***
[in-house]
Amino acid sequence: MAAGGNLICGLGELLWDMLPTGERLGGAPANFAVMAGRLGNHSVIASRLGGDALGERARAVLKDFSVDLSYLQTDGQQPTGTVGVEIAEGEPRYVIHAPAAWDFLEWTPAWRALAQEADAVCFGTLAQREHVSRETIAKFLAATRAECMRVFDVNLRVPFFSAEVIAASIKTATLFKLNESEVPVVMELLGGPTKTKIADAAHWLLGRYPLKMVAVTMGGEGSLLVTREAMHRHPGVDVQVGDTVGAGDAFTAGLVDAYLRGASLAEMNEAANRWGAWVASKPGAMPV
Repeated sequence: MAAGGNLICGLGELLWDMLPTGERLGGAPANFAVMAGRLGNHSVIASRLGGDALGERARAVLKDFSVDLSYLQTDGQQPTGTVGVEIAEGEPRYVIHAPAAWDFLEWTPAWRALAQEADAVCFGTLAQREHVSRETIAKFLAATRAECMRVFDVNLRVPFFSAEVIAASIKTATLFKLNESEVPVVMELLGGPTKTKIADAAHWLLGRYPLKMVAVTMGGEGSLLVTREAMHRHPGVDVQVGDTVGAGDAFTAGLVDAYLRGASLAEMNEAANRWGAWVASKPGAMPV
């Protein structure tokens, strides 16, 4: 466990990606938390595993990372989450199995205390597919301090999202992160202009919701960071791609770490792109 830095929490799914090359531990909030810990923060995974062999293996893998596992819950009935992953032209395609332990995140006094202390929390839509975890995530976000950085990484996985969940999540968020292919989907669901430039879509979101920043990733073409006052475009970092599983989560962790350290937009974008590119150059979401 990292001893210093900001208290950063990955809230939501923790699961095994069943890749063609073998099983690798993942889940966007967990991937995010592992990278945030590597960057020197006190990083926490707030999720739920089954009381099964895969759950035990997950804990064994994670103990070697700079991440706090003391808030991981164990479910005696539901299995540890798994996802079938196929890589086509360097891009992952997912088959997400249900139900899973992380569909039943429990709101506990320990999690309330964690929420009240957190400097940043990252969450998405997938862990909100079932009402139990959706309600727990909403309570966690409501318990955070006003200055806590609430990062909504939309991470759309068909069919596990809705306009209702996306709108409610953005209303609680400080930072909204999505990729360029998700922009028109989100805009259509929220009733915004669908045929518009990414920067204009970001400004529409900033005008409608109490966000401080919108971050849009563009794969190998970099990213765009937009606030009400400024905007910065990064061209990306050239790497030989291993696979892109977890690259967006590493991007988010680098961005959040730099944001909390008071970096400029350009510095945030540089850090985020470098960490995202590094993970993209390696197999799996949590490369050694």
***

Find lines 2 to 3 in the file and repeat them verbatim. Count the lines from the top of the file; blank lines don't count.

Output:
Amino acid sequence: MAAGGNLICGLGELLWDMLPTGERLGGAPANFAVMAGRLGNHSVIASRLGGDALGERARAVLKDFSVDLSYLQTDGQQPTGTVGVEIAEGEPRYVIHAPAAWDFLEWTPAWRALAQEADAVCFGTLAQREHVSRETIAKFLAATRAECMRVFDVNLRVPFFSAEVIAASIKTATLFKLNESEVPVVMELLGGPTKTKIADAAHWLLGRYPLKMVAVTMGGEGSLLVTREAMHRHPGVDVQVGDTVGAGDAFTAGLVDAYLRGASLAEMNEAANRWGAWVASKPGAMPV
Repeated sequence: MAAGGNLICGLGELLWDMLPTGERLGGAPANFAVMAGRLGNHSVIASRLGGDALGERARAVLKDFSVDLSYLQTDGQQPTGTVGVEIAEGEPRYVIHAPAAWDFLEWTPAWRALAQEADAVCFGTLAQREHVSRETIAKFLAATRAECMRVFDVNLRVPFFSAEVIAASIKTATLFKLNESEVPVVMELLGGPTKTKIADAAHWLLGRYPLKMVAVTMGGEGSLLVTREAMHRHPGVDVQVGDTVGAGDAFTAGLVDAYLRGASLAEMNEAANRWGAWVASKPGAMPV